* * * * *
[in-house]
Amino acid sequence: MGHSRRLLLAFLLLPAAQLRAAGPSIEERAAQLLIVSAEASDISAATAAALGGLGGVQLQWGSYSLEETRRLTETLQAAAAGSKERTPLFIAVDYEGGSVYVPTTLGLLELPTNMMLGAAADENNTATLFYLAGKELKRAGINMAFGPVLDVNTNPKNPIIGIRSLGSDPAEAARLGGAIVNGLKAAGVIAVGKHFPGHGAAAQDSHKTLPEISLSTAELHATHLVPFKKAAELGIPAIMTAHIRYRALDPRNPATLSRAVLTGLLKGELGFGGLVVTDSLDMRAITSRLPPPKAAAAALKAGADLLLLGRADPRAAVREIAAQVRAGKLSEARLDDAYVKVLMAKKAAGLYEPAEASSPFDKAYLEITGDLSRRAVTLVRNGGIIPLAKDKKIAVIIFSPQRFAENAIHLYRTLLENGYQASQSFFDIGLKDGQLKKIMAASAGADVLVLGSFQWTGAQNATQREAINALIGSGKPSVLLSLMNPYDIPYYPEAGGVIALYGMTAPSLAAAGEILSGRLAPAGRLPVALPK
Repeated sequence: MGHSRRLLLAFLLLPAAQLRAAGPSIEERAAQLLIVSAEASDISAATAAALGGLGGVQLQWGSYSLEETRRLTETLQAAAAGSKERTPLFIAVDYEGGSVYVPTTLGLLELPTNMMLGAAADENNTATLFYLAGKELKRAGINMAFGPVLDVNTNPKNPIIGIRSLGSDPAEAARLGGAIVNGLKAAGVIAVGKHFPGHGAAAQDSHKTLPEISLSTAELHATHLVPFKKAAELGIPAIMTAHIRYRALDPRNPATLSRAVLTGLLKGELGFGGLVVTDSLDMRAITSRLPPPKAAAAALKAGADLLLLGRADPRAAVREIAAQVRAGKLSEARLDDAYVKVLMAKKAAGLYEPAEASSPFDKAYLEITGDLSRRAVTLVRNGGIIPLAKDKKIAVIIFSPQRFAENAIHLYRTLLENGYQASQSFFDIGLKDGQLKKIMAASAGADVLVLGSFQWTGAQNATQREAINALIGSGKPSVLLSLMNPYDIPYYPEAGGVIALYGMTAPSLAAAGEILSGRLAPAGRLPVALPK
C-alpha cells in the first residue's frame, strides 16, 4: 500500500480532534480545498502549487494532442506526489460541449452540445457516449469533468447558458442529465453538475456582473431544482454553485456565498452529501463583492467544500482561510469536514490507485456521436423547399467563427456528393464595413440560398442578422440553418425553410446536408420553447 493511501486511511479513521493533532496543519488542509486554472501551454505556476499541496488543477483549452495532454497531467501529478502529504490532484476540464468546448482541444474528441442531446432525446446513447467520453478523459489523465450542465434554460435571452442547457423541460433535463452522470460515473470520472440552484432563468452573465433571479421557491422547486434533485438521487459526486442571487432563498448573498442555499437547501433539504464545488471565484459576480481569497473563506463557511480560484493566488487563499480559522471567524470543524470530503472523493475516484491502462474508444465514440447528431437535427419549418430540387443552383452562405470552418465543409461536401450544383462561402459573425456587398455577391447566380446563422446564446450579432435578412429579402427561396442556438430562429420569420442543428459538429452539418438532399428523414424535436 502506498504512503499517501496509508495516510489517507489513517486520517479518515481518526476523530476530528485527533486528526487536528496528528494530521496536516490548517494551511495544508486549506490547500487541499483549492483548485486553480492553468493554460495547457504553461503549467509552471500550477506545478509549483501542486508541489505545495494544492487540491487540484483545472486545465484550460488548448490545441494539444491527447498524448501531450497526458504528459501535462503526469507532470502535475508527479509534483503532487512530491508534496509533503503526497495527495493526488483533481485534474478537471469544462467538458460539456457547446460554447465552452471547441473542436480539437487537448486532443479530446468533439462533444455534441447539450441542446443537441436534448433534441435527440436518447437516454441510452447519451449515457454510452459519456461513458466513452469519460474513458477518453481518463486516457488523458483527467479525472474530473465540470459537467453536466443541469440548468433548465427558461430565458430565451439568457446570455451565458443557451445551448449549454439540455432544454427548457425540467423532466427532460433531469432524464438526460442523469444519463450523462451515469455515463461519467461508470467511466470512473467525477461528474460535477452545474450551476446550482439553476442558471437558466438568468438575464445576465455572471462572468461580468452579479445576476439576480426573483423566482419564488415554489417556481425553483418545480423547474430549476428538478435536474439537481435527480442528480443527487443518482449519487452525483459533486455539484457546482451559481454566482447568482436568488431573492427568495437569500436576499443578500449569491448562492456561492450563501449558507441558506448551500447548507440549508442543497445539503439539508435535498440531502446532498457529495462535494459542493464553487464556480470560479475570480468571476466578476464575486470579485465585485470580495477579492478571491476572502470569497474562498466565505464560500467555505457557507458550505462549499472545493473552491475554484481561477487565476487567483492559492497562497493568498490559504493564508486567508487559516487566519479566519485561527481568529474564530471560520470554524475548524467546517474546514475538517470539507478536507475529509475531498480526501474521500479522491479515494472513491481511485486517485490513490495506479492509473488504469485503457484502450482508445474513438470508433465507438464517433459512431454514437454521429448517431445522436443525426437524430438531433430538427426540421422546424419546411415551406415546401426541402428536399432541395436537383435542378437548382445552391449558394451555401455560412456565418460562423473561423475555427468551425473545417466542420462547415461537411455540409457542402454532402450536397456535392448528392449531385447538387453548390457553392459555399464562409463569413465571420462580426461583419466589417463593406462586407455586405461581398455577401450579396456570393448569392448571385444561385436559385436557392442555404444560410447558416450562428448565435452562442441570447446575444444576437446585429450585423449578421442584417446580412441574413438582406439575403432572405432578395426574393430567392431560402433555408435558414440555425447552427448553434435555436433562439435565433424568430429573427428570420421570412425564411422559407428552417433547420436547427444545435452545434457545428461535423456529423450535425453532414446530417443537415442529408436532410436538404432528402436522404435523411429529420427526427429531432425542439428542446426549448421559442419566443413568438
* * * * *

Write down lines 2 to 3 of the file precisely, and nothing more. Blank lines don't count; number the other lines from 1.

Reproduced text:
Amino acid sequence: MGHSRRLLLAFLLLPAAQLRAAGPSIEERAAQLLIVSAEASDISAATAAALGGLGGVQLQWGSYSLEETRRLTETLQAAAAGSKERTPLFIAVDYEGGSVYVPTTLGLLELPTNMMLGAAADENNTATLFYLAGKELKRAGINMAFGPVLDVNTNPKNPIIGIRSLGSDPAEAARLGGAIVNGLKAAGVIAVGKHFPGHGAAAQDSHKTLPEISLSTAELHATHLVPFKKAAELGIPAIMTAHIRYRALDPRNPATLSRAVLTGLLKGELGFGGLVVTDSLDMRAITSRLPPPKAAAAALKAGADLLLLGRADPRAAVREIAAQVRAGKLSEARLDDAYVKVLMAKKAAGLYEPAEASSPFDKAYLEITGDLSRRAVTLVRNGGIIPLAKDKKIAVIIFSPQRFAENAIHLYRTLLENGYQASQSFFDIGLKDGQLKKIMAASAGADVLVLGSFQWTGAQNATQREAINALIGSGKPSVLLSLMNPYDIPYYPEAGGVIALYGMTAPSLAAAGEILSGRLAPAGRLPVALPK
Repeated sequence: MGHSRRLLLAFLLLPAAQLRAAGPSIEERAAQLLIVSAEASDISAATAAALGGLGGVQLQWGSYSLEETRRLTETLQAAAAGSKERTPLFIAVDYEGGSVYVPTTLGLLELPTNMMLGAAADENNTATLFYLAGKELKRAGINMAFGPVLDVNTNPKNPIIGIRSLGSDPAEAARLGGAIVNGLKAAGVIAVGKHFPGHGAAAQDSHKTLPEISLSTAELHATHLVPFKKAAELGIPAIMTAHIRYRALDPRNPATLSRAVLTGLLKGELGFGGLVVTDSLDMRAITSRLPPPKAAAAALKAGADLLLLGRADPRAAVREIAAQVRAGKLSEARLDDAYVKVLMAKKAAGLYEPAEASSPFDKAYLEITGDLSRRAVTLVRNGGIIPLAKDKKIAVIIFSPQRFAENAIHLYRTLLENGYQASQSFFDIGLKDGQLKKIMAASAGADVLVLGSFQWTGAQNATQREAINALIGSGKPSVLLSLMNPYDIPYYPEAGGVIALYGMTAPSLAAAGEILSGRLAPAGRLPVALPK